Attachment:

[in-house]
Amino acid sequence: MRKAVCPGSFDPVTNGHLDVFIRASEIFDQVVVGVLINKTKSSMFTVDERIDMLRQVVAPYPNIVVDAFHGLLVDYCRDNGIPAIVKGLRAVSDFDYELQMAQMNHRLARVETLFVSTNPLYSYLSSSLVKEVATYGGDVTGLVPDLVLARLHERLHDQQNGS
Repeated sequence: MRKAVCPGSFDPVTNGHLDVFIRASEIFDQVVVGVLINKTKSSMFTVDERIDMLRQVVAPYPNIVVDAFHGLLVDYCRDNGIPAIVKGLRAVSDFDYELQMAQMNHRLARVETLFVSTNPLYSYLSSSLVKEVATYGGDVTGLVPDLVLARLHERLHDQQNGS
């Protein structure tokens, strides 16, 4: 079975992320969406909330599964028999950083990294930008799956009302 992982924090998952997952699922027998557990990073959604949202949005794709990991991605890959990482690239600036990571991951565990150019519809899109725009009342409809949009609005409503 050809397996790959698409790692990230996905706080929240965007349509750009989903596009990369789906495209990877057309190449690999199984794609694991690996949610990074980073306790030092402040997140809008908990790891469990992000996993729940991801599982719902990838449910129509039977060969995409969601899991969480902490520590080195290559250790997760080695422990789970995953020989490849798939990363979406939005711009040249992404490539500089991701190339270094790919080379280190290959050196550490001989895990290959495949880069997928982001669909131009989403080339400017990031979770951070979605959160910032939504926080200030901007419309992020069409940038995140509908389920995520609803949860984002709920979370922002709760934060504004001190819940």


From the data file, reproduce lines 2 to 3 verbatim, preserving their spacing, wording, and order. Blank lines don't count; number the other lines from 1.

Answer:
Amino acid sequence: MRKAVCPGSFDPVTNGHLDVFIRASEIFDQVVVGVLINKTKSSMFTVDERIDMLRQVVAPYPNIVVDAFHGLLVDYCRDNGIPAIVKGLRAVSDFDYELQMAQMNHRLARVETLFVSTNPLYSYLSSSLVKEVATYGGDVTGLVPDLVLARLHERLHDQQNGS
Repeated sequence: MRKAVCPGSFDPVTNGHLDVFIRASEIFDQVVVGVLINKTKSSMFTVDERIDMLRQVVAPYPNIVVDAFHGLLVDYCRDNGIPAIVKGLRAVSDFDYELQMAQMNHRLARVETLFVSTNPLYSYLSSSLVKEVATYGGDVTGLVPDLVLARLHERLHDQQNGS